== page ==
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It’s not uncommon to begin the new year with a resolution, but there’s no wrong time to start making healthy changes.
Keep goals attainable and realistic for your lifestyle.
Make a flexible plan to help keep you on track.
Once again, we find ourselves turning the pages of our calendar amidst challenge and uncertainty. 2021 was another upside-down year, full of stress, and for too many of us, loss. Among the many feelings traditionally associated the new year is a readiness for a fresh start. We take stock of our lives and how we live with the aim of reorganizing emotionally and physically. We look to the future, inventory our dreams and think about change.
And we aren’t alone. Almost everywhere you look, there are suggestions for weight loss, exercise and building a new you from the outside in. Books and magazines promise your “best body ever!” with diet plans that can restore you to optimal health and turn back the hands of time, all while shrinking your body, expanding your mind and generally making you a better you.
Helen Zhang, M.D., a psychiatrist with Swedish Behavioral Health at our Ravenna campus, reminds us that there is no magic when it comes to making changes. Our resolutions should be about gentle progress based on sustainable and realistic goals that address our overall health and well-being.
“The start of a new year is a natural time for personal reflection and re-alignment of values and setting resolutions can be a constructive outcome of this,” says Dr. Zhang. “However, it is certainly not necessary to set resolutions based on a calendar date. At the end of the day, you set your own timeline for change, whether that date is tomorrow or January 1.”
Keeping it real
A lot of us have big dreams, and in these times, they’ve been especially helpful by focusing us on the future and the things we want to do and be. In many cases, they’ve kept us from languishing, and sometimes, despair. Resolutions play an important part in moving us toward our aspirations. Sometimes we may feel that we’re falling short, but we’re actually making great headway. Central to this is the notion of keeping it real. Sure, we might not be an ironman triathlete today, but we can sign up for and run that local 5k. We may not be ready for tonight’s performance at McCaw Hall, but we can enroll in that Zoom dance class.
“Resolutions can be great in helping to stoke motivation, especially for starting new projects or building new habits that keep getting tabled or deprioritized,” says Dr. Zhang. “But it can be easy to get carried away with setting goals that are too lofty or not sustainable in the long run. We should remember that motivation is just one part of the equation.”
Find your why
To help with this, it’s important to think about the “why” of a goal. What’s behind our desire for this achievement? Is the driving factor something external or momentary and fleeting, or is your resolution based in a long-term desire or goal you’ve been carrying, but haven’t yet figured out how to make real? To help with this, Dr. Zhang suggests finding actionable ways to support your resolutions. What are some things that will improve your chances of sticking and succeeding? Are you reward-driven? Is community support vital to keeping you on track?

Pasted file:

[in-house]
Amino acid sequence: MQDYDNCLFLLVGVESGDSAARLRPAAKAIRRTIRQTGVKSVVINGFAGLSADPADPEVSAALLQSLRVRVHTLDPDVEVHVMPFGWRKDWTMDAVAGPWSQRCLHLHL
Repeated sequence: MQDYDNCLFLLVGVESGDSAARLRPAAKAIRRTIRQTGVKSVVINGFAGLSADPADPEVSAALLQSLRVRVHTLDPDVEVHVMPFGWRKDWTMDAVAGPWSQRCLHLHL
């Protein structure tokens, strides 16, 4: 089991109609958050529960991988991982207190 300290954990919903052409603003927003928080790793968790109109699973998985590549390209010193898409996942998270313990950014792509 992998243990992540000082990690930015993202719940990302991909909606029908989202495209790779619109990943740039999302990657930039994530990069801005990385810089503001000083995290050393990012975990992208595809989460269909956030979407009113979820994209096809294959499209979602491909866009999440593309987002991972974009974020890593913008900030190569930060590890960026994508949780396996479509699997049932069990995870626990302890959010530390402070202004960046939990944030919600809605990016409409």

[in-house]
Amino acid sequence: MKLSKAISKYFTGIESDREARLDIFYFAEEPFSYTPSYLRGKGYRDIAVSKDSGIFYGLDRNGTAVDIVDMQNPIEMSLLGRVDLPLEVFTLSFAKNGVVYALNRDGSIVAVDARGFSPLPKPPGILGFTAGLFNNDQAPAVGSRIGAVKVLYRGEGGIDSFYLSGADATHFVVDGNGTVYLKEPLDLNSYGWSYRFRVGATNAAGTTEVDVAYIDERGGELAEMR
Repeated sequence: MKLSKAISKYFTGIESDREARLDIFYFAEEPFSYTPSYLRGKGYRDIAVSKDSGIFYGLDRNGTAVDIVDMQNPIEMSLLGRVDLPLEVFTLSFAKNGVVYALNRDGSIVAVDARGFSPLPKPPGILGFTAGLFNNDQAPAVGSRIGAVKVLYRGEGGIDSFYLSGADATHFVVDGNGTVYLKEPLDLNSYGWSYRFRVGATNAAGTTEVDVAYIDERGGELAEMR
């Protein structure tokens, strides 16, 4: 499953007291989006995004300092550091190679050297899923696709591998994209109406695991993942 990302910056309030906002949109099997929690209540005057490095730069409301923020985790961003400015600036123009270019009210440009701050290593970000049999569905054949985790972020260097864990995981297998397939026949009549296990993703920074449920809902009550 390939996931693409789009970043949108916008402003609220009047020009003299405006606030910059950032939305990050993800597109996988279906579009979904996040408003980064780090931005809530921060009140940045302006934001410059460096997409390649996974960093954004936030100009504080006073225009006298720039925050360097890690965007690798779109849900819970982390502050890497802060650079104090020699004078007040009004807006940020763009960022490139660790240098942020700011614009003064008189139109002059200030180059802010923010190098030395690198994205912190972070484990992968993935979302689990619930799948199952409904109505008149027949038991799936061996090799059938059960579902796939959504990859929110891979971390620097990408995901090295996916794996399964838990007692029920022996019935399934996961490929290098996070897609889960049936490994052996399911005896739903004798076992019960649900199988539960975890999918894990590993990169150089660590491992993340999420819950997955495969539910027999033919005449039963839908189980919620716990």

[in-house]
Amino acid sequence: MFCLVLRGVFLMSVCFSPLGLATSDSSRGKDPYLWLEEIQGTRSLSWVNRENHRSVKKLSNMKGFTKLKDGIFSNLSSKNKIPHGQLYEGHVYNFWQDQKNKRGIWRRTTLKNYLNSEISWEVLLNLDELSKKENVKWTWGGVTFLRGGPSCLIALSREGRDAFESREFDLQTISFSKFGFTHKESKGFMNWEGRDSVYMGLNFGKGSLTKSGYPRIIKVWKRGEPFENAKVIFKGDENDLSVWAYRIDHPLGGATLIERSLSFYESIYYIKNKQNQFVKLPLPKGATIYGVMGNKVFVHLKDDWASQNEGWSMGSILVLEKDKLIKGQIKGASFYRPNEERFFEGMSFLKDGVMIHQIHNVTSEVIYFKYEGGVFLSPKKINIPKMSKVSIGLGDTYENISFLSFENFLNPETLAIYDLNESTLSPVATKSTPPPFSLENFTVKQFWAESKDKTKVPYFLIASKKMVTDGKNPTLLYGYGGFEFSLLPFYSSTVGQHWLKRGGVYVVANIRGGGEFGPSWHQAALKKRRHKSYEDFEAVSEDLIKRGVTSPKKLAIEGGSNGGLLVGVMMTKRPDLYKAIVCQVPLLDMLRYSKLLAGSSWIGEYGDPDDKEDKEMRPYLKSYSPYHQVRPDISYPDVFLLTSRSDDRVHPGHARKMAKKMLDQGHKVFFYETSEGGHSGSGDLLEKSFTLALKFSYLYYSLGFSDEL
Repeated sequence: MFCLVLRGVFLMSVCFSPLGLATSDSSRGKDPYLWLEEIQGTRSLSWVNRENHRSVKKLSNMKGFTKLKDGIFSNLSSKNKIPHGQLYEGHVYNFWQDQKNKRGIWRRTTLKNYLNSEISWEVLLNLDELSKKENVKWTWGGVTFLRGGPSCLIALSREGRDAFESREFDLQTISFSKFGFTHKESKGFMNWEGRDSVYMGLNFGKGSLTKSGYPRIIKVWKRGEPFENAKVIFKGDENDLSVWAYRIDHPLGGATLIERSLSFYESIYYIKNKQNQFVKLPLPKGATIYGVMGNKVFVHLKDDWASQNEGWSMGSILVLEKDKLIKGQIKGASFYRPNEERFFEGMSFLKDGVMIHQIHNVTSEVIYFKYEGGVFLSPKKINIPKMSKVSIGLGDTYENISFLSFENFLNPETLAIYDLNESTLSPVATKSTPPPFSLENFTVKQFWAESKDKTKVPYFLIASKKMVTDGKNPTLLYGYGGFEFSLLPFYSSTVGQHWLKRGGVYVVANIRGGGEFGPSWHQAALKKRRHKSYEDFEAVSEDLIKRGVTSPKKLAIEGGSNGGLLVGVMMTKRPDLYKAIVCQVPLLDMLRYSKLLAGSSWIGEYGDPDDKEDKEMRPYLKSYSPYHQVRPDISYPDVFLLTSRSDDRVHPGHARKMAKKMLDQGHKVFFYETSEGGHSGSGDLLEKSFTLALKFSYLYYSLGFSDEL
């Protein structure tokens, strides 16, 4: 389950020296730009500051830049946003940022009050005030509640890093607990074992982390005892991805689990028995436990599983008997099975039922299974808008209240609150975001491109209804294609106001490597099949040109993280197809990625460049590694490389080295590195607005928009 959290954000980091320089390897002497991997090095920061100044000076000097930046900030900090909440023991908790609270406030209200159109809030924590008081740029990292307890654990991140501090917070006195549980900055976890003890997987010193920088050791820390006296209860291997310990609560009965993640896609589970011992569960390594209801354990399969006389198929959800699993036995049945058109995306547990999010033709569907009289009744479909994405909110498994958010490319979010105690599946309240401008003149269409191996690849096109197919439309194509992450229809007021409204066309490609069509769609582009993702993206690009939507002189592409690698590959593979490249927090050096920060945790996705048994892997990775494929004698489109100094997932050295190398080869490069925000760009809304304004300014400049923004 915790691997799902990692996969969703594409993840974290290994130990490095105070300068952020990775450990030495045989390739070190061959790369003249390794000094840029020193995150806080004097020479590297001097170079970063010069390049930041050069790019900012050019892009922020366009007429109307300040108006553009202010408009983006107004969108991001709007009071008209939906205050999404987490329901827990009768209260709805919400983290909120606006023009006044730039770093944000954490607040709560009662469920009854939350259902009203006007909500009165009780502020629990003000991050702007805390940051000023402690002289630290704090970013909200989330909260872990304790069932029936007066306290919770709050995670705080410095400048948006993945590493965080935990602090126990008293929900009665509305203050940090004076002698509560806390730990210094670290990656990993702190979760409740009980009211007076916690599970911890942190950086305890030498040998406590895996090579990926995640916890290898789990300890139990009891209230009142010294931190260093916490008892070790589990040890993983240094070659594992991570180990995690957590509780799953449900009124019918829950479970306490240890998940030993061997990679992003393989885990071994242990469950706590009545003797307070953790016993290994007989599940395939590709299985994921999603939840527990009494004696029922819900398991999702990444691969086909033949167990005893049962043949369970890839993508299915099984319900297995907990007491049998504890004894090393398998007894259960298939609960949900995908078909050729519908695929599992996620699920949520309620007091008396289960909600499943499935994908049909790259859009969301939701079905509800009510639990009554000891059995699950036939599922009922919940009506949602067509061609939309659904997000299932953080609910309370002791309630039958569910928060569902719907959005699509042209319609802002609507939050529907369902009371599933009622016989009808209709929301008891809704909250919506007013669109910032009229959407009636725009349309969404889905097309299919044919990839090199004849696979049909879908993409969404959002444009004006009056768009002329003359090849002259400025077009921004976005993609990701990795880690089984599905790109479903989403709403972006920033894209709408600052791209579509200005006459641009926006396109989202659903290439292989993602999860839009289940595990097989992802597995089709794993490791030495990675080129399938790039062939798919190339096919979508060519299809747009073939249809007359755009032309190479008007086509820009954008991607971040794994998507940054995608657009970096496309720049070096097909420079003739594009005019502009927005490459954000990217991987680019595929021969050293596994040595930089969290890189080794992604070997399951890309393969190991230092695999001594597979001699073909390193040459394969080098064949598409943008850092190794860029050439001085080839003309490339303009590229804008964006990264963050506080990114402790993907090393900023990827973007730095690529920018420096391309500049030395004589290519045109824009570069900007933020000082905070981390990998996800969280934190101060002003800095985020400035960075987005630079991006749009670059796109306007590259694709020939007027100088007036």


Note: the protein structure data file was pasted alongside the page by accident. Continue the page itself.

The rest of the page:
“In thinking about resolutions that sustain and produce long-term behavioral changes. Whether it’s improving physical health, changing spending habits, or prioritizing self-care, consistency and self-reflection are key. It is important to reflect on which factors have been historically helpful to you in achieving long-term change. Is social accountability useful for you? Do you need a material reward? Or are you more motivated by visible results? Some people may even find taking scheduled breaks helpful,” says Dr. Zhang. “Whatever speaks to you, make a plan that builds in those factors: have a workout buddy or treat yourself to something nice every time you complete a stage of your plan. These are small things that can help you stay on track.”
Be gentle with yourself
As in the rest of life, it’s important to build some flexibility into our resolutions. Changes that work today may not be realistic in a few months. We may be doing well on our plan, but as often happens in life, we get sidetracked. Whether it’s a health and wellness goal or learning a new skill, give yourself space and remember that progress isn’t necessarily linear. One of the most important things is to set aside time and formulate goals that are appropriate and achievable for you in this moment.
“Your resolutions should be living goals,” says Dr. Zhang. “They may, and sometimes should change over time. Realistic assessment and reassessment are vital; the most important thing is that goals should fit your life and your needs as they really are, not from an aspirational or completely external perspective.”
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This information is not intended as a substitute for professional medical care. Always follow your healthcare professional's instructions.
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